Barruel’s book claimed that the French Revolution was a deliberate plot to not only seize France but overthrow monarchism, aristocracy and Christianity throughout Europe, replacing the established order with one of reason that was without God. In themes that have survived for over 200 years, he claimed that this plot was orchestrated by a clandestine coalition of intellectuals, Jacobins, Freemasons and a still existing Illuminati. Barruel makes it straightforward in his work that his objection to the Illuminati was that they taught rationality, and he saw it as a threat to his religion. It is not hard to see modern interpretations surrounding anti-intellectualism, “cultural Marxism” and “The Great Replacement” in the theories. In another echo of today, Barruel’s work presented the author as a neutral party, despite being a Jesuit priest. The book contained a wealth of “evidence” presented as fact, with out of context quotes and half-truths creating an illusion of objective reason.
Memoirs Illustrating the History of Jacobinism was a sensation, allowing the ruling classes and those who stood against the revolution and its ideals to reject self-analysis and blame for the events in France and, instead, shift responsibility onto groups they already considered enemies. For others, it offered a simple explanation for the very complex political and social issues that were running through European society. Edmund Burke, for example, the philosophical founder of modern conservatism, supported Barruel’s findings, stating that he was “delighted” with the book.
“I have known myself, personally, five of your principal conspirators; and I can undertake to say from my own certain knowledge, that as far back as the year 1773, they were busy in the plot you have so well described, and in the manner, and on the principle you have so truly represented. To this, I can speak as a witness.”
The anti-revolution movement was soon awash with others taking up the mantle of Barruel, new accounts of the “conspiracy” only adding weight to the claims in the popular consciousness. The more the theory was discussed, the more that it appeared to have validity. John Robison’s Proofs of a Conspiracy, or more precisely Proofs of a Conspiracy against all the Religions and Governments of Europe, carried on in the secret meetings of Freemasons, Illuminati and Reading Societies, was one such book inspired by Barruel.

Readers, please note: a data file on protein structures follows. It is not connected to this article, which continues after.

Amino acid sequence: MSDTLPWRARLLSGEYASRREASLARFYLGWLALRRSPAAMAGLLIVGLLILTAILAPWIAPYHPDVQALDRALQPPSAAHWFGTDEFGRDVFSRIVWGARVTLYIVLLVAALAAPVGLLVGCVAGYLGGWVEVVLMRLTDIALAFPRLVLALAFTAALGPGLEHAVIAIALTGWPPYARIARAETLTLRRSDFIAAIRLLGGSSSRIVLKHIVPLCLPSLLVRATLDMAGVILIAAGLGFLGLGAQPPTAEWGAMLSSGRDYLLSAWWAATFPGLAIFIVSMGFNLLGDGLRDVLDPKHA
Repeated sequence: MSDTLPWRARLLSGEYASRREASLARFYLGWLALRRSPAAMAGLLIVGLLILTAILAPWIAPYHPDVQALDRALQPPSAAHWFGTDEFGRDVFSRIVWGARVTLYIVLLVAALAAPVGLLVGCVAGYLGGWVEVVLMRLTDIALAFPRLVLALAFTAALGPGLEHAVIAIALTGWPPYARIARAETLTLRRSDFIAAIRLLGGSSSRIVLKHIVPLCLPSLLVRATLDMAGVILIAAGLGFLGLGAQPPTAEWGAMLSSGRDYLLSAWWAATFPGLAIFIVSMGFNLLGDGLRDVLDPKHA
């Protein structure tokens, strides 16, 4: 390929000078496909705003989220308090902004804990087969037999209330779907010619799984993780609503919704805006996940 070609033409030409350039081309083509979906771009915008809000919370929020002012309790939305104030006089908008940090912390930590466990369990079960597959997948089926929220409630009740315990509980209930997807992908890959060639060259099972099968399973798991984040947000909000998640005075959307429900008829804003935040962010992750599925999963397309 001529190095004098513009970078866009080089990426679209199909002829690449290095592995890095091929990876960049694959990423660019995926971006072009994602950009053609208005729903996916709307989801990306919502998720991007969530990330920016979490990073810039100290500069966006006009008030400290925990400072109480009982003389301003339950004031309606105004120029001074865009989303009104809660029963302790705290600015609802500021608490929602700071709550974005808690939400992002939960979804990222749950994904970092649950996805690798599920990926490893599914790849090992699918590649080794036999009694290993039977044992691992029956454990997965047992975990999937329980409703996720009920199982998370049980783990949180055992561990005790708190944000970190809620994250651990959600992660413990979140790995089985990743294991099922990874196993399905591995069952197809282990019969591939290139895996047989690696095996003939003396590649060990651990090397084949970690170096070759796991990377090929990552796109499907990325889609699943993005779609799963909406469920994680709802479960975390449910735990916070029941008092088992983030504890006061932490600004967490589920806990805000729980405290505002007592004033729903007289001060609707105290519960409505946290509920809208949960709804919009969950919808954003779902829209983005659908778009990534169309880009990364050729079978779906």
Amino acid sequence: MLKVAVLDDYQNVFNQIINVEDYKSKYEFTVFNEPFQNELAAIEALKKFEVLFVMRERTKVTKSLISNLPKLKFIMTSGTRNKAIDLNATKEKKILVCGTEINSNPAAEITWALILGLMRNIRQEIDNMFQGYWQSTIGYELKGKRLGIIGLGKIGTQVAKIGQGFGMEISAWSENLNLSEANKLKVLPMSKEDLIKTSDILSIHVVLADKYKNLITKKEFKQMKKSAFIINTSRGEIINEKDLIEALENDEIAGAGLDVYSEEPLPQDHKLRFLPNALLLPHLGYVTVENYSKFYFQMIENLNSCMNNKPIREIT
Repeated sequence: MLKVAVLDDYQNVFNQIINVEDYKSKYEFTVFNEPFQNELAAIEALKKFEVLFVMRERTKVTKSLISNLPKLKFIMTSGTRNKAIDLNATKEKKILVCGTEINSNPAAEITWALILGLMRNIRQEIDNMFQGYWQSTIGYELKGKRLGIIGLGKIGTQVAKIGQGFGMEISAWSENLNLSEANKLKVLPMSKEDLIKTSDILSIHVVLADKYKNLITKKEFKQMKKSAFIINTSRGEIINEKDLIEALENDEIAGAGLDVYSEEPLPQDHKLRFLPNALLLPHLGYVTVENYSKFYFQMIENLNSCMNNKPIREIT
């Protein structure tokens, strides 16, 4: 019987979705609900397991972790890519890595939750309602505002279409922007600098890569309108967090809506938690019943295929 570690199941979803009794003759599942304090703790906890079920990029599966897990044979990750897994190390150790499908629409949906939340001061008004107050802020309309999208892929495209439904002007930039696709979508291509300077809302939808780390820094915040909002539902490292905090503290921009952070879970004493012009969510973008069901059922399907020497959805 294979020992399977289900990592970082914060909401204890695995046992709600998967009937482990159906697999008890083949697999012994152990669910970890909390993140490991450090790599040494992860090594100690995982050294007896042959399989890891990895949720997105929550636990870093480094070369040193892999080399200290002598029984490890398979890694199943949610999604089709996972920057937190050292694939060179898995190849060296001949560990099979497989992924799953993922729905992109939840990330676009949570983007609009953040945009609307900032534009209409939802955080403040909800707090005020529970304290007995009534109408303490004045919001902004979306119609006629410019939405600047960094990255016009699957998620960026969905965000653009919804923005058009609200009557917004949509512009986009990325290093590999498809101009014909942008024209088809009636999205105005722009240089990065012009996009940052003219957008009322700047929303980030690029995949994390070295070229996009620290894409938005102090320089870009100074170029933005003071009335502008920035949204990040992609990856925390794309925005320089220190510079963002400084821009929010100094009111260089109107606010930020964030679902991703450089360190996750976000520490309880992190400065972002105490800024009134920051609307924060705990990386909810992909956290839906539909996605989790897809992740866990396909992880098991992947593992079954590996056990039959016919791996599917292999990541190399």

The book, like Barruel, attacked Freemasonry and proclaimed that a still existing Illuminati was an unseen hand behind the French Revolution. However, the book also contains unique material and ideas, with one of the primary sources being the Scottish Benedictine Monk and secret agent Alexander Horn. Horn anonymously attacked the revolution from a Catholic standpoint, seeing it as undermining the role of the Holy Roman Empire. In an early example of politics and the New World Order conspiracy theory crossing into politics, Horn met with the Tory government of Pitt the Younger, speaking extensively with the then Earl Spencer and using this connection to acquire rare books and manuscripts from Spencer’s private collection.
Showing the influence of the commentary on the alleged actions of the Illuminati, the Reverend G. W. Snyder sent a copy of Robison’s book to George Washington, then having just recently left the office of President. Writing in Mount Vernon on October 24, 1798, Washington said that he did not believe that the likes of Freemasonry were engaged in an organised plot.
“Revd Sir: I have your favor of the 17th. instant before me; and my only motive to trouble you with the receipt of this letter, is to explain, and correct a mistake which I perceive the hurry in which I am obliged, often, to write letters, have led you into.